Former Washington Post reporter T.R. Reid will moderate a free program about single-payer health care systems starting at 10 a.m. Saturday in the Ryals Room at the Robert Hoag Rawlings Public Library. During his newspaper career, Reid traveled the world reporting on health care systems in various countries for the Post. He is also the author of "The Healing of America." Reid has written 10 books, also three in Japanese. The PBS "Frontline" program made two documentaries about Reid's investigation into national health systems around the world. Saturday's program will explore how a Medicare for all health care system in the U.S. would work. Reid is currently chairman of the Colorado Coalition for
TOPEKA, Kan. (AP) — Kansas will allow its state Farm Bureau to offer health care coverage that doesn't satisfy the Affordable Care Act after Democratic Gov. Laura Kelly on Friday declined to block a Republican-backed effort to circumvent former President Barack Obama's signature health care law. Kelly allowed an insurance bill to become law without her signature, and it includes provisions that will exempt the bureau from state insurance regulations in the health care coverage it offers to its members. Kelly, in a statement, said that while she has "serious reservations" about the measure, she will allow it to become law "as a demonstration of my genuine commitment to compromise." Kansas Senate
RICHMOND HILL, ON, April 19, 2019 /CNW/ - SEIU Healthcare, a union that represents over 60,000 frontline healthcare workers in Ontario, has launched a public advocacy campaign calling on Ontario's major long-term care and retirement home corporations to invest more profits in care. The campaign titled "Tell Them To Care," is appealing to families in Ontario to join with the frontline workers who are calling on large for-profit healthcare corporations including Chartwell, Extendicare, Sienna and Revera to fix the systemic problems that arise as a result of chronic understaffing. The first television advertisement is set to air Friday, April 19, 2019 during the Toronto Maple Leafs playoff hockey
Give President Trump credit for acting on his promise to bring down prices for prescription drugs. But one policy idea his administration has proposed needs a second look. The Department of Health and Human Services has proposed a rule that would end rebates that drug companies pay to Part D and Medicaid-managed organizations for the prescription drug equivalent of preferential shelf placement and instead require savings from any such rebates be passed along to consumers. It's as if Congress passed a law that required baseball teams to stop selling beer but allow beer companies to sell their beer directly to customers at the stadium. If there are enough beers at the stadium for competition, prices
With help from Allie Bice — March-in rights aren't a drug price control tool, a final Department of Commerce Report is expected to declare this week. Many patient advocacy groups aren't happy. Story Continued Below — CMS takes aim at copay coupons in final Obamacare rule. The changes should discourage use of manufacturer coupons. — Judge rejects Justice Department attempt to dismiss lawsuit charging drug company use of nurse educators. It's one of several similar suits that DOJ wants to shoo away. Happy Friday and welcome back to Prescription PULSE where we were intrigued to learn that Columbia University researcher have already created embryos with genetic material from three people, even though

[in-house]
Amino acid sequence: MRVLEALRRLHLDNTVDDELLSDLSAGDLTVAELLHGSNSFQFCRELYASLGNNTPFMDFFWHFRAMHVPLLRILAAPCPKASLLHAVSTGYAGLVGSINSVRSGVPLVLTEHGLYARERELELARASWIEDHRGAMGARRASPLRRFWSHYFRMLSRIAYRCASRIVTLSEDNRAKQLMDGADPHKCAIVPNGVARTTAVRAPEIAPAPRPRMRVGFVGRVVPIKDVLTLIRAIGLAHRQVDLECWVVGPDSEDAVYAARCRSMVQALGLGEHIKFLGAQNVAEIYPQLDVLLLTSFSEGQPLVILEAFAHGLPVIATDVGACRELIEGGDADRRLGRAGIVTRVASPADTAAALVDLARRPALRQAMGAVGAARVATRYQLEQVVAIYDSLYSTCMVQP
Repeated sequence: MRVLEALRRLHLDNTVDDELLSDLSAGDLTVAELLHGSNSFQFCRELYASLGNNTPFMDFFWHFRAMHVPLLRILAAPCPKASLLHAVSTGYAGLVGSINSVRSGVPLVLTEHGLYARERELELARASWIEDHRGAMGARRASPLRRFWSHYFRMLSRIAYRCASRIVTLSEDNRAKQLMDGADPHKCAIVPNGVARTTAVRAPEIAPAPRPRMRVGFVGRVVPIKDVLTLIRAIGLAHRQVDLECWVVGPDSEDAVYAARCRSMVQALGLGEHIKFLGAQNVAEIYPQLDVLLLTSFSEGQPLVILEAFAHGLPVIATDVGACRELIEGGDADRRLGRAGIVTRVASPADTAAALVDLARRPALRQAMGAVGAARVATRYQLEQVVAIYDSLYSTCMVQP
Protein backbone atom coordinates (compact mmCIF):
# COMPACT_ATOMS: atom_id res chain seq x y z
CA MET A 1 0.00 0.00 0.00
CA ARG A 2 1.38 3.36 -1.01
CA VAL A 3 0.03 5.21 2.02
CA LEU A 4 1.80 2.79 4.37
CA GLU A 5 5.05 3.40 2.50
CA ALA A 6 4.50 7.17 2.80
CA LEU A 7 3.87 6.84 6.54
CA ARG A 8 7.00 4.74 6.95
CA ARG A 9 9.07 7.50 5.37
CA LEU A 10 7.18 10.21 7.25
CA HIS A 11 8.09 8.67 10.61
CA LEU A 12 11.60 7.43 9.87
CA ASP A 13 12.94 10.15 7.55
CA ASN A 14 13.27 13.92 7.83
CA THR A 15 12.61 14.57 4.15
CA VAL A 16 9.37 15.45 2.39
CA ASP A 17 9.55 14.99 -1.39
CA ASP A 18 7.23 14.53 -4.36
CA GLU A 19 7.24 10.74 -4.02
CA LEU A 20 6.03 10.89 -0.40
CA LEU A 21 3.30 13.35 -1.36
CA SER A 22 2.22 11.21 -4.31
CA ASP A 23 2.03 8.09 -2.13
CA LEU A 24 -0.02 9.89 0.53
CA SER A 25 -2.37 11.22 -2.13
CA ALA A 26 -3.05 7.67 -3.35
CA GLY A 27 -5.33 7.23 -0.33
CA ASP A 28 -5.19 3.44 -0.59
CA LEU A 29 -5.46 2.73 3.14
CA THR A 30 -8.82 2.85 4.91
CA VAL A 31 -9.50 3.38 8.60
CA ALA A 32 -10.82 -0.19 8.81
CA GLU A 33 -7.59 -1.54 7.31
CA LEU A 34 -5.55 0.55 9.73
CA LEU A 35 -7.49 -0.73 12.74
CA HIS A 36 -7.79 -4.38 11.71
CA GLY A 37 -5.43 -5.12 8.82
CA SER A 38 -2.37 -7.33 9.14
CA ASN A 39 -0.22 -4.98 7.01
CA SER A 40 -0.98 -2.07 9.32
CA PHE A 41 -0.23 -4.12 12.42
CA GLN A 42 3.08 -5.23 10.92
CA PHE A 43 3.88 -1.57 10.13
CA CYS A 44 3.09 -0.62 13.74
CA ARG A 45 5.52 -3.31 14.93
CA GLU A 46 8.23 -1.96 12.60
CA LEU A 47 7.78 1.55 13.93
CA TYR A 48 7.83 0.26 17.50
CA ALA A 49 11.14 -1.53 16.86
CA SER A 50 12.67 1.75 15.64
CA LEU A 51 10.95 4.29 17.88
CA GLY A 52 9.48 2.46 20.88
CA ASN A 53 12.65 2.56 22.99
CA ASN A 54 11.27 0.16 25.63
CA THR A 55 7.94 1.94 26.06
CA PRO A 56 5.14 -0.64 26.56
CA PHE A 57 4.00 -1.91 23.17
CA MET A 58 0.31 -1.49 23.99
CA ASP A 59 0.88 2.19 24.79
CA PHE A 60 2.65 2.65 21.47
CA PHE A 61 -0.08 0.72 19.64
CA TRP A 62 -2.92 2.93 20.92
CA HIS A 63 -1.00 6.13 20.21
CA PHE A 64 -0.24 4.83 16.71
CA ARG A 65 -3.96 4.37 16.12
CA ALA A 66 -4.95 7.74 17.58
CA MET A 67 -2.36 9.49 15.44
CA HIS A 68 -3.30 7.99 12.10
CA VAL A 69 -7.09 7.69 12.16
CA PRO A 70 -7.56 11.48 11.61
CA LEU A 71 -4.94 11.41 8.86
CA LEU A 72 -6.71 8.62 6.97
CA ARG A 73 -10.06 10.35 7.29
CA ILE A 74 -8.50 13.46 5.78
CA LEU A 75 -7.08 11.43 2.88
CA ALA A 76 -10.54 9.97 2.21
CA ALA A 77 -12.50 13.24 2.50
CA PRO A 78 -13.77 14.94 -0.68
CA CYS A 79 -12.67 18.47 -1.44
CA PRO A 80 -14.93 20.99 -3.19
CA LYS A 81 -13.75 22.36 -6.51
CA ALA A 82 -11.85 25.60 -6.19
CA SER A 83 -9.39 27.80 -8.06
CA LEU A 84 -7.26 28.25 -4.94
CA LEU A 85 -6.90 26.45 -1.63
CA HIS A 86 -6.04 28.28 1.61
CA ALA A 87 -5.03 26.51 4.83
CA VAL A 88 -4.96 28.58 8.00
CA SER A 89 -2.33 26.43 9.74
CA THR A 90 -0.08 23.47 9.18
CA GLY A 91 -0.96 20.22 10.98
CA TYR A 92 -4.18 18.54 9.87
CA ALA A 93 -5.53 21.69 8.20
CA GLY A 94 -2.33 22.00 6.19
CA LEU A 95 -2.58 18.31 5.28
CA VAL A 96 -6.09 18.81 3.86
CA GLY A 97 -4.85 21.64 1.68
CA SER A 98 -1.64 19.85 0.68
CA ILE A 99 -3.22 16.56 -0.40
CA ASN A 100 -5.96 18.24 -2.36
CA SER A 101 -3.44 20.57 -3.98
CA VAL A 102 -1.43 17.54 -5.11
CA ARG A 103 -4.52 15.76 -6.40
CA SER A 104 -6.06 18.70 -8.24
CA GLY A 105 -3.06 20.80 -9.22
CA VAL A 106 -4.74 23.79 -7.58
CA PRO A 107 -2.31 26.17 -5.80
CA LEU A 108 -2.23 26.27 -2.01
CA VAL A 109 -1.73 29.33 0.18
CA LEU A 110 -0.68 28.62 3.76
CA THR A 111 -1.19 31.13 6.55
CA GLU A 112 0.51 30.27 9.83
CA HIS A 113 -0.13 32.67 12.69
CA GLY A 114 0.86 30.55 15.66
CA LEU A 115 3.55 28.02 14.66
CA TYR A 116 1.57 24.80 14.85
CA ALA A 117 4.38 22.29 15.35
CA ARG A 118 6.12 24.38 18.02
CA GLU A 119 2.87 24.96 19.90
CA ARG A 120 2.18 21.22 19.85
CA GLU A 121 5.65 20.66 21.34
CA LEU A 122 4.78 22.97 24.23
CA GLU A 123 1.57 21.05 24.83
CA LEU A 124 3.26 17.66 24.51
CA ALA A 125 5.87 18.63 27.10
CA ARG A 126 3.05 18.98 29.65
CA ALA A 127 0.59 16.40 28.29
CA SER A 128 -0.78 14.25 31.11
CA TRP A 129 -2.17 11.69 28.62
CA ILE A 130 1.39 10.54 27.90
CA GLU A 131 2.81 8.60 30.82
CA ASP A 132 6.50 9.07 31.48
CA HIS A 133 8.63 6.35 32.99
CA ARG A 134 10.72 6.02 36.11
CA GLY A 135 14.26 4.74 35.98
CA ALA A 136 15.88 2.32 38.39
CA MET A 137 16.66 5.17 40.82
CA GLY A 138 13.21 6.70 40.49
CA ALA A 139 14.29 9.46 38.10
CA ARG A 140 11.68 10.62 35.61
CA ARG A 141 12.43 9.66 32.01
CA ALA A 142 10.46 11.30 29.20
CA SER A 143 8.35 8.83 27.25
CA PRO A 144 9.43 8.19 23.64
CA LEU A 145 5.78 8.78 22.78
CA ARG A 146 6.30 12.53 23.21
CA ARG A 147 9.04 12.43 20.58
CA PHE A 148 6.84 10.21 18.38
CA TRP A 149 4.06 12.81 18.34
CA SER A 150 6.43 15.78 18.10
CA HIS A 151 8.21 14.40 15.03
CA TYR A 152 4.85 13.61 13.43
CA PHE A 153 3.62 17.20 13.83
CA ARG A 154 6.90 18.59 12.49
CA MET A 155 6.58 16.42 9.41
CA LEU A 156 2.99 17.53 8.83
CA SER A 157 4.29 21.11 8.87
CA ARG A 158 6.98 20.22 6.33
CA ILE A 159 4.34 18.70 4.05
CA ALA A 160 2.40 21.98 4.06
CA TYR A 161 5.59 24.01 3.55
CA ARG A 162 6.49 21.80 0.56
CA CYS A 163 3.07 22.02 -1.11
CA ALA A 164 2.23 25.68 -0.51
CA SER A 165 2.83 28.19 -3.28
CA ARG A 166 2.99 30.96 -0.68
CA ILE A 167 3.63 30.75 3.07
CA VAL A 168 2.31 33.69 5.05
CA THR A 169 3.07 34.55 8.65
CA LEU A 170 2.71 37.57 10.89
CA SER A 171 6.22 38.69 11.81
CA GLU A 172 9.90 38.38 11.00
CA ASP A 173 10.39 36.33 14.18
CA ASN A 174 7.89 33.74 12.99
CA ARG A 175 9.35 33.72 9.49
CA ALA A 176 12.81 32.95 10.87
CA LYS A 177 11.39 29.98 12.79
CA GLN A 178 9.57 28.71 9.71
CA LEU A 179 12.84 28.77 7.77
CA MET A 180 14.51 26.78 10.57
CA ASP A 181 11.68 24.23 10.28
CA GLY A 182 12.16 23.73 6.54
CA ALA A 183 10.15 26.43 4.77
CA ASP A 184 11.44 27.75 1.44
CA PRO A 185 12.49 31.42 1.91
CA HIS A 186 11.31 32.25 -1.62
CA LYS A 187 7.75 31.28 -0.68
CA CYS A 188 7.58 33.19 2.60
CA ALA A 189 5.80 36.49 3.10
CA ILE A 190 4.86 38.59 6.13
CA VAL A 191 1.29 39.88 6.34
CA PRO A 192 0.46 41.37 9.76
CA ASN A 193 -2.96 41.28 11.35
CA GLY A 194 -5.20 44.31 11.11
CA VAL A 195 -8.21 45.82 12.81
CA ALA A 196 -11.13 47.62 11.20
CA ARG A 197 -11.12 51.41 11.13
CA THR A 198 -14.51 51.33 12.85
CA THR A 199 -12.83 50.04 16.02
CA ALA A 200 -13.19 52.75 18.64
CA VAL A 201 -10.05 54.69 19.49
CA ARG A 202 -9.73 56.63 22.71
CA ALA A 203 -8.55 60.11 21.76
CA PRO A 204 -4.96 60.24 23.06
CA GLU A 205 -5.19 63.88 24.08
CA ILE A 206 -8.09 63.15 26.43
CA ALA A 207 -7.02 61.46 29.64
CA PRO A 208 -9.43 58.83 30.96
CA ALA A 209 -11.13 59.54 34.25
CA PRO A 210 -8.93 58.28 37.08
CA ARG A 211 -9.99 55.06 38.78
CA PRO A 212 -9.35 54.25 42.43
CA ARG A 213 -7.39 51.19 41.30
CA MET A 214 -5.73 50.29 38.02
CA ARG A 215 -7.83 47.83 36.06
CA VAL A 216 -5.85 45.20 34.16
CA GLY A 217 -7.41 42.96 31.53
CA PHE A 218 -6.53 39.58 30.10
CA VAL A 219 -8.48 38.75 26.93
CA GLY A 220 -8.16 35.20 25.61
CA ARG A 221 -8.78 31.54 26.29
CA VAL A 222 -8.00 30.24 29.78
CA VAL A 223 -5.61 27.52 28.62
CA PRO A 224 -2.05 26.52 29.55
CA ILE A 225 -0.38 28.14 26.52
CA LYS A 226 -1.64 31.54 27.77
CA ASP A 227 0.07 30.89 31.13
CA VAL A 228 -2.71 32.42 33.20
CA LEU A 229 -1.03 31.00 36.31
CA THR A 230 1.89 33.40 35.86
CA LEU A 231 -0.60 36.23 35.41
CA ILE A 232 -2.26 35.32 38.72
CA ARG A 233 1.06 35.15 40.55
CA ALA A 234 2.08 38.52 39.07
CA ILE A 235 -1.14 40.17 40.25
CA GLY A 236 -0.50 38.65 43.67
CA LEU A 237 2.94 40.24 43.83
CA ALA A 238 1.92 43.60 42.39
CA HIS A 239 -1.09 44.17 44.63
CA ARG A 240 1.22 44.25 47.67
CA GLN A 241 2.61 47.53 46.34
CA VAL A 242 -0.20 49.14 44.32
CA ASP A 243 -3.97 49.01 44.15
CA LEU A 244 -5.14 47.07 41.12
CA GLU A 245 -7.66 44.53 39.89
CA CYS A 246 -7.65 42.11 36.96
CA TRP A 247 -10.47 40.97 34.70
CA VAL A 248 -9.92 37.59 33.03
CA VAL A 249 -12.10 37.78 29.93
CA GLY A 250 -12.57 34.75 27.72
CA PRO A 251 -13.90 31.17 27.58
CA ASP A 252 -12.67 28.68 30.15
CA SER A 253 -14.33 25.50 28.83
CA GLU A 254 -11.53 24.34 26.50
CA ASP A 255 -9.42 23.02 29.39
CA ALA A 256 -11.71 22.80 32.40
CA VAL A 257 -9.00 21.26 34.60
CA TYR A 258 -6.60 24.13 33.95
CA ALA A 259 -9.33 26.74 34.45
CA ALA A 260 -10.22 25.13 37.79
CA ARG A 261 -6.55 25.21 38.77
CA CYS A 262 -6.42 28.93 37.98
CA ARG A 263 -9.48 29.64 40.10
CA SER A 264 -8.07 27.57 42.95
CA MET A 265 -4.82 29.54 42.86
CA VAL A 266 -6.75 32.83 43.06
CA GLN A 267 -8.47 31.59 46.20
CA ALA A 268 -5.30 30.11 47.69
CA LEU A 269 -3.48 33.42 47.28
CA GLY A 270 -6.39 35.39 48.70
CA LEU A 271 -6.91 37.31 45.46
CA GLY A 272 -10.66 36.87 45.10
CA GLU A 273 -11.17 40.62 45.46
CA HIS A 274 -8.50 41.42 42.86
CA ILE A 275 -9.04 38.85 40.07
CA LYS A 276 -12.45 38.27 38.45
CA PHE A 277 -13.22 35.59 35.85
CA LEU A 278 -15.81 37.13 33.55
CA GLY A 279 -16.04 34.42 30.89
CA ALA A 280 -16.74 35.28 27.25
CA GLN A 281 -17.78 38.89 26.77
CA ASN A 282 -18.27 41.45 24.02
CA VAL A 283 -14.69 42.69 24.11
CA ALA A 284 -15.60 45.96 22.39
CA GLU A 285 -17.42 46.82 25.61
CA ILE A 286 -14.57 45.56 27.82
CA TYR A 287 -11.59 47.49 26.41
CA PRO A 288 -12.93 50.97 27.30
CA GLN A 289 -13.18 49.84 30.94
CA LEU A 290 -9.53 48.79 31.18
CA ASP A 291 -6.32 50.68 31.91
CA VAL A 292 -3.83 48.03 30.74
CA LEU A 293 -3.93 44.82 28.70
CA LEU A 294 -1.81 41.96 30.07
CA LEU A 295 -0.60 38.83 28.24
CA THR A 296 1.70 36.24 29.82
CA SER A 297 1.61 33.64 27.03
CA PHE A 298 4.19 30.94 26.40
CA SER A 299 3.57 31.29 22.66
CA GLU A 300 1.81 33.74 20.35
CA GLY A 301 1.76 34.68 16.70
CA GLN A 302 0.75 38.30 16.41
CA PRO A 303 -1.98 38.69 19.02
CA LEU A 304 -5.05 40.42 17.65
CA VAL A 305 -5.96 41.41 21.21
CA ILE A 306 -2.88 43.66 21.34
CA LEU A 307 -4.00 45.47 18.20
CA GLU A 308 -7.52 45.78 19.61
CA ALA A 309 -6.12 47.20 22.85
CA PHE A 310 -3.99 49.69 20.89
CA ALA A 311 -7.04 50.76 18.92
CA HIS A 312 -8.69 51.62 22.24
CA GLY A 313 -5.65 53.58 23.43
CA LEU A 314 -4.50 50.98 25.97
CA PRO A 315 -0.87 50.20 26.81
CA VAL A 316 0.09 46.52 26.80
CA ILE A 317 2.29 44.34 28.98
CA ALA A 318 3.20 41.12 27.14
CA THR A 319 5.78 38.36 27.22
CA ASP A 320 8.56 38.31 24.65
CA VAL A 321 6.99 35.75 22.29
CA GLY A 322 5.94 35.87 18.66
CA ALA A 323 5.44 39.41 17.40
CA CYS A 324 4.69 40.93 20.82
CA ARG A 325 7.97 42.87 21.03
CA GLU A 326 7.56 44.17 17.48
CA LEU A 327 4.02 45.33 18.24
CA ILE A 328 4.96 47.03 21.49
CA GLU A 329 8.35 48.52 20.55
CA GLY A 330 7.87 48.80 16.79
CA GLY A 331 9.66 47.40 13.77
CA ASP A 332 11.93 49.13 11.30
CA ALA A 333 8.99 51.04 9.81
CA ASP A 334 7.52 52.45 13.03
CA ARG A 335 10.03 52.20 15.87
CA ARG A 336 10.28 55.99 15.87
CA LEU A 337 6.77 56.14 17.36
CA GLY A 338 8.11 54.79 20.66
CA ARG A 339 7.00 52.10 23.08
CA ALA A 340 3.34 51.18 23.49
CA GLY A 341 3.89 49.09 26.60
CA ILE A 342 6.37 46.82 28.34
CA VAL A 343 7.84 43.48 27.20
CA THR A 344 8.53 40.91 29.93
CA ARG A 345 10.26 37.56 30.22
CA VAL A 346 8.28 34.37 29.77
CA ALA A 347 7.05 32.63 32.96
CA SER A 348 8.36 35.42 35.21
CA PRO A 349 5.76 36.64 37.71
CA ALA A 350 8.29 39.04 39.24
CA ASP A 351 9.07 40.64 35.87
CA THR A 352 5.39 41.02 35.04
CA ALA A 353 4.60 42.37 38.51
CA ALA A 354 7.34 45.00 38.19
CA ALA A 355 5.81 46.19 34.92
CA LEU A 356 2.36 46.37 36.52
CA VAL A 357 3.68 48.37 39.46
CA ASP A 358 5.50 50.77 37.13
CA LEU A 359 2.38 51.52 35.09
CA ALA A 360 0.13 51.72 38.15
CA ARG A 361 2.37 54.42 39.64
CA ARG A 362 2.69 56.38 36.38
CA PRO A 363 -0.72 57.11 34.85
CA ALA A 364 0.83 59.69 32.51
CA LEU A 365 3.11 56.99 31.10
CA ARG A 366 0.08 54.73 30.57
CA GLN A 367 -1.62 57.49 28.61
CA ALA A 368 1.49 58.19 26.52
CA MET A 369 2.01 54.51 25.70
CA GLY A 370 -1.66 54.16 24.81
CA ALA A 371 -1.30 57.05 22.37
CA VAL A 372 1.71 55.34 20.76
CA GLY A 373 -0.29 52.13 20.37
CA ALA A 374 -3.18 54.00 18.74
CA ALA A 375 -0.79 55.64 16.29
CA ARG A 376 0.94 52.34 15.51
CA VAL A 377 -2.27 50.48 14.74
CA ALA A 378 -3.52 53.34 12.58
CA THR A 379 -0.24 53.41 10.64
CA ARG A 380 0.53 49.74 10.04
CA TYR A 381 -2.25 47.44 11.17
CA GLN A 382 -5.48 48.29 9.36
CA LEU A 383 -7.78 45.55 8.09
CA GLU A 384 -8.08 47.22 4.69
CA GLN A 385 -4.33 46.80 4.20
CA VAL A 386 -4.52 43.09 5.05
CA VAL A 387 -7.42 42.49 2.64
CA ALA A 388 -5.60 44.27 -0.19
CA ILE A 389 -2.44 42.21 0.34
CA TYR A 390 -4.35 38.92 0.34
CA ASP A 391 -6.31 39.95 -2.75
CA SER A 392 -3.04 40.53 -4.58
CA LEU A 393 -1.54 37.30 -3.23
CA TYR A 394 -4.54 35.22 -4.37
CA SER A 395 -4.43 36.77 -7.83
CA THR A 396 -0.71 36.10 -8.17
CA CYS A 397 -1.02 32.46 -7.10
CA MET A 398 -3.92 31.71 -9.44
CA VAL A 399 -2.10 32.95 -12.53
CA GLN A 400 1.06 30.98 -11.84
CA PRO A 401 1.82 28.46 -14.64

Investing in health insurers today amounts to a bet against the Medicare for All proposal championed by Sen. Bernie Sanders and other Democrats running for president, which could eliminate a role for private insurers in the medical-care system. Newsletter Sign-up Yes, the stocks have been battered. But given the long odds of an industry-killing plan becoming law, shares of the leading insurers— UnitedHealth Group (ticker: UNH), Anthem (ANTM), Cigna (CI), Humana (HUM), and CVS Health (CVS)—look appealing. The stocks trade for an average of just 12 times projected 2019 earnings. And UnitedHealth, Anthem, and Humana already are generating double-digit growth in earnings per share. “Anyone who has
Editor's Note: This edition of Pulse is published weekdays at 10 a.m. POLITICO Pro Health Care subscribers hold exclusive early access to the newsletter each morning at 6 a.m. To learn more about POLITICO Pro's comprehensive policy intelligence coverage, policy tools and services, click here. — Wall Street firms are trying to calm investors' fears after a new 'Medicare for All' proposal helped strip tens of billions of dollars of value from private health insurers' stock prices. — CMS issued a final rule for the Obamacare marketplace that trims subsidies for some customers and reduces the use of drug industry coupons. — CBO unveiled more details about its new health insurance model, which is poised to play a key role in how Congress' next health legislative proposals are received.
More than 1 million Americans have lost health coverage since 2016, a new report from the Congressional Budget Office finds. The report — which came out within hours of the Mueller report on Thursday and so didn't get much attention — follows other studies, all suggesting that America's uninsured rate is rising under President Trump, whose administration has passed new rules that make it more difficult to enroll in coverage. The CBO estimates that the number of Americans without insurance has risen from 27.5 million in 2016 to 28.9 million in 2018, an increase of 1.4 million Americans going uninsured. Much of that increase is concentrated in the Medicaid program, where the Trump administration has approved new rules like work requirements that can make it more difficult for low-income Americans to enroll in the program.